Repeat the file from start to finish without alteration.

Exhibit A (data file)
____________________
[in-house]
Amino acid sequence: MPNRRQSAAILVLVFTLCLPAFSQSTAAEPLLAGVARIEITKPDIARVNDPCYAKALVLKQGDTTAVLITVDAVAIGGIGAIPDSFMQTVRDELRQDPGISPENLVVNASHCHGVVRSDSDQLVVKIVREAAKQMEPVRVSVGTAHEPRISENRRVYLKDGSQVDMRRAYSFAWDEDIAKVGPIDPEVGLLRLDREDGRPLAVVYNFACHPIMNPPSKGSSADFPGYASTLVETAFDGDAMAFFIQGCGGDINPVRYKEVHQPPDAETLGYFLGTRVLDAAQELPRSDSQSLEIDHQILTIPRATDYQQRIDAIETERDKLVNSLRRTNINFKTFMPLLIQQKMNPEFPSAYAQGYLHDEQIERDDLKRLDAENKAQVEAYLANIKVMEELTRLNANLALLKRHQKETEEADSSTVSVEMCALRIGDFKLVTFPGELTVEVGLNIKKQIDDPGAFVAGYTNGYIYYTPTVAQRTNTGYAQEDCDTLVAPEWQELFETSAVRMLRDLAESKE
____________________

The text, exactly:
[in-house]
Amino acid sequence: MPNRRQSAAILVLVFTLCLPAFSQSTAAEPLLAGVARIEITKPDIARVNDPCYAKALVLKQGDTTAVLITVDAVAIGGIGAIPDSFMQTVRDELRQDPGISPENLVVNASHCHGVVRSDSDQLVVKIVREAAKQMEPVRVSVGTAHEPRISENRRVYLKDGSQVDMRRAYSFAWDEDIAKVGPIDPEVGLLRLDREDGRPLAVVYNFACHPIMNPPSKGSSADFPGYASTLVETAFDGDAMAFFIQGCGGDINPVRYKEVHQPPDAETLGYFLGTRVLDAAQELPRSDSQSLEIDHQILTIPRATDYQQRIDAIETERDKLVNSLRRTNINFKTFMPLLIQQKMNPEFPSAYAQGYLHDEQIERDDLKRLDAENKAQVEAYLANIKVMEELTRLNANLALLKRHQKETEEADSSTVSVEMCALRIGDFKLVTFPGELTVEVGLNIKKQIDDPGAFVAGYTNGYIYYTPTVAQRTNTGYAQEDCDTLVAPEWQELFETSAVRMLRDLAESKE